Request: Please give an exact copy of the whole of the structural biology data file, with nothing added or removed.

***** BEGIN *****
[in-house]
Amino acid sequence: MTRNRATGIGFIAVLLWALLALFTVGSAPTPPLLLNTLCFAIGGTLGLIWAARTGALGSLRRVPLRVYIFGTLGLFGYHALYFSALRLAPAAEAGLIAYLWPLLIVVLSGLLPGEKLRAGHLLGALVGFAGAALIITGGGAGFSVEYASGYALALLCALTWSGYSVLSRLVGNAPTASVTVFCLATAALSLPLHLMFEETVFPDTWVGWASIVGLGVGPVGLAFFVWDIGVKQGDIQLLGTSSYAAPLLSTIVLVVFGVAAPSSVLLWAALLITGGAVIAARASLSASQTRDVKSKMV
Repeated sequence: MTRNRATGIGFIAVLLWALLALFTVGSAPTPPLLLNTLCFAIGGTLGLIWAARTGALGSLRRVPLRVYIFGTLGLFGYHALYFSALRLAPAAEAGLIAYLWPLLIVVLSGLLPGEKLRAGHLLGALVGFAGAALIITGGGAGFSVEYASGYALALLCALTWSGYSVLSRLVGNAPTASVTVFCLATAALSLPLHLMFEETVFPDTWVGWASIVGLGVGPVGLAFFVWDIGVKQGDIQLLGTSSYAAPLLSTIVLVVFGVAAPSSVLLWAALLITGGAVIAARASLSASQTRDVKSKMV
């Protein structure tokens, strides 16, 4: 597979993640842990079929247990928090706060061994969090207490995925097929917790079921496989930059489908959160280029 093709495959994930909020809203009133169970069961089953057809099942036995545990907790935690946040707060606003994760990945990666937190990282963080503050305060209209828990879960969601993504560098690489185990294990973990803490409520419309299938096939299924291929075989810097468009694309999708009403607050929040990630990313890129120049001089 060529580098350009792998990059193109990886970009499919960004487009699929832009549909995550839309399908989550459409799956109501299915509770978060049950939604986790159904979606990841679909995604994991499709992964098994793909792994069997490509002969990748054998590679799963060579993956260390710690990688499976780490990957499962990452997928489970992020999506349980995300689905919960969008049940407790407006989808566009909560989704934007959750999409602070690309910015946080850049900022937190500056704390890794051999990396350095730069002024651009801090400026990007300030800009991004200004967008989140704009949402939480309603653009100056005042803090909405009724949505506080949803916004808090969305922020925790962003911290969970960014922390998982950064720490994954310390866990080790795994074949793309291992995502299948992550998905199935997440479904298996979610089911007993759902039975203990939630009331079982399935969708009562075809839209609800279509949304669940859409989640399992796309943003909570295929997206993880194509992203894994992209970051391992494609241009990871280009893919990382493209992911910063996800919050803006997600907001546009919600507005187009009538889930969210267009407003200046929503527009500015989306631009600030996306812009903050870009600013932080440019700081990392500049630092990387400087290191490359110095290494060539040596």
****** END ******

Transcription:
[in-house]
Amino acid sequence: MTRNRATGIGFIAVLLWALLALFTVGSAPTPPLLLNTLCFAIGGTLGLIWAARTGALGSLRRVPLRVYIFGTLGLFGYHALYFSALRLAPAAEAGLIAYLWPLLIVVLSGLLPGEKLRAGHLLGALVGFAGAALIITGGGAGFSVEYASGYALALLCALTWSGYSVLSRLVGNAPTASVTVFCLATAALSLPLHLMFEETVFPDTWVGWASIVGLGVGPVGLAFFVWDIGVKQGDIQLLGTSSYAAPLLSTIVLVVFGVAAPSSVLLWAALLITGGAVIAARASLSASQTRDVKSKMV
Repeated sequence: MTRNRATGIGFIAVLLWALLALFTVGSAPTPPLLLNTLCFAIGGTLGLIWAARTGALGSLRRVPLRVYIFGTLGLFGYHALYFSALRLAPAAEAGLIAYLWPLLIVVLSGLLPGEKLRAGHLLGALVGFAGAALIITGGGAGFSVEYASGYALALLCALTWSGYSVLSRLVGNAPTASVTVFCLATAALSLPLHLMFEETVFPDTWVGWASIVGLGVGPVGLAFFVWDIGVKQGDIQLLGTSSYAAPLLSTIVLVVFGVAAPSSVLLWAALLITGGAVIAARASLSASQTRDVKSKMV
């Protein structure tokens, strides 16, 4: 597979993640842990079929247990928090706060061994969090207490995925097929917790079921496989930059489908959160280029 093709495959994930909020809203009133169970069961089953057809099942036995545990907790935690946040707060606003994760990945990666937190990282963080503050305060209209828990879960969601993504560098690489185990294990973990803490409520419309299938096939299924291929075989810097468009694309999708009403607050929040990630990313890129120049001089 060529580098350009792998990059193109990886970009499919960004487009699929832009549909995550839309399908989550459409799956109501299915509770978060049950939604986790159904979606990841679909995604994991499709992964098994793909792994069997490509002969990748054998590679799963060579993956260390710690990688499976780490990957499962990452997928489970992020999506349980995300689905919960969008049940407790407006989808566009909560989704934007959750999409602070690309910015946080850049900022937190500056704390890794051999990396350095730069002024651009801090400026990007300030800009991004200004967008989140704009949402939480309603653009100056005042803090909405009724949505506080949803916004808090969305922020925790962003911290969970960014922390998982950064720490994954310390866990080790795994074949793309291992995502299948992550998905199935997440479904298996979610089911007993759902039975203990939630009331079982399935969708009562075809839209609800279509949304669940859409989640399992796309943003909570295929997206993880194509992203894994992209970051391992494609241009990871280009893919990382493209992911910063996800919050803006997600907001546009919600507005187009009538889930969210267009407003200046929503527009500015989306631009600030996306812009903050870009600013932080440019700081990392500049630092990387400087290191490359110095290494060539040596």